HTML Linking Resources
Different types of Linking Resources like js, CSS, and meta tag links in html5
|charset||Specifies the character encoding of the linked document|
|crossorigin||Specifies how the element handles cross-origin requests|
|href||Specifies the location of the linked document|
|hreflang||Specifies the language of the text in the linked document|
|media||Specifies on what device the linked document will be displayed, often used with selecting stylesheets based on the device in question|
|rel||Required. Specifies the relationship between the current document and the linked document|
|rev||Specifies the relationship between the linked document and the current document|
|sizes||Specifies the size of the linked resource. Only when rel="icon"|
|target||Specifies where the linked document is to be loaded|
|type||Specifies the media type of the linked document|
|integrity||Specifies a base64 encoded hash (sha256, sha384, or sha512) of the linked resource allowing the browser to verify its legitimacy.|
While many scripts, icons, and stylesheets can be written straight into HTML markup, it is best practice and more efficient to include these resources in their own file and link them to your document. This topic covers linking external resources such as stylesheets and scripts into an HTML document.
Deferred scripts are like async scripts, with the exception that the parsing will only be performed once the HTML is fully parsed. Deferred scripts are guaranteed to be loaded in the order of declaration, the same way as synchronous scripts.
The <noscript> element defines the content to be displayed if the user has scripts disabled or if the browser does not support using scripts. The <noscript> tag can be placed in either the <head> or the <body>.
External CSS Stylesheet Linking in HTML
The standard practice is to place CSS <link> tags inside the <head> tag at the top of your HTML. This way the CSS will be loaded first and will apply to your page as it is loading, rather than showing unstyled HTML until the CSS is loaded. The typeattribute is not necessary in HTML5, because HTML5 usually supports CSS.
... do the same thing in HTML5. Another, though less common practice, is to use an @import statement inside direct CSS. Like this:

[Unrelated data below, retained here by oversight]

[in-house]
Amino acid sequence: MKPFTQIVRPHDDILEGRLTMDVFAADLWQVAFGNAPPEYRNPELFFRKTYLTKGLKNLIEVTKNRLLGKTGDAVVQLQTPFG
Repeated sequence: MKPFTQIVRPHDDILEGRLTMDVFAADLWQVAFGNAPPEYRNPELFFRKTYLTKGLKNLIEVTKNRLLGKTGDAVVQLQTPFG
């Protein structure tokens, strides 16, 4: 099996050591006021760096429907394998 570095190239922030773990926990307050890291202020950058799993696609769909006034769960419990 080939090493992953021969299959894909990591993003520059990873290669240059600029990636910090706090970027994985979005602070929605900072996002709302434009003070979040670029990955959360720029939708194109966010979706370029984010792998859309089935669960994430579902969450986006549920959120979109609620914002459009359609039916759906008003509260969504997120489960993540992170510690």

Favicon Link in HTML
Use the mime-type image/png for PNG files and image/x-icon for icon (*.ico) files. For the difference, see this SO question.
A file named favicon.ico at the root of your website will typically be loaded and applied automatically, without the need for a <link> tag. If this file ever changes, browsers can be slow and stubborn about updating their cache.
Alternative CSS Link in HTML
Some browsers allow alternate style sheets to apply if they are offered. By default, they will not be applied, but usually they can be changed through the browser settings:
Resource Hint: dns-prefetch, prefetch, prerender
The preconnect relationship is similar to dns-prefetch in that it will resolve the DNS. However, it will also make the TCP handshake and optional TLS negotiation. This is an experimental feature.
Informs browsers to resolve the DNS for a URL so that all assets from that URL load faster.
Informs the browsers that a given resource should be prefetched so it can be loaded more quickly.
DNS-Prefetch resolves only the domain name whereas prefetch downloads/stores the specified resources.
Informs browsers to fetch and render the URL in the background so that they can be delivered to the user instantaneously as the user navigates to that URL. This is an experimental feature.
Link 'media' attribute in HTML
Media specifies what style sheet should be used for what type of media. Using the print value would only display that style sheet for print pages. The value of this attribute can be any of the media type values (similar to a CSS media query).
Prev and Next in Link tags
When a page is part of a series of articles, for instance, one can use prev and next to point to pages that are coming before and after.
HTML Web Feed
Use the rel="alternate" attribute to allow discoverability of your Atom/RSS feeds.
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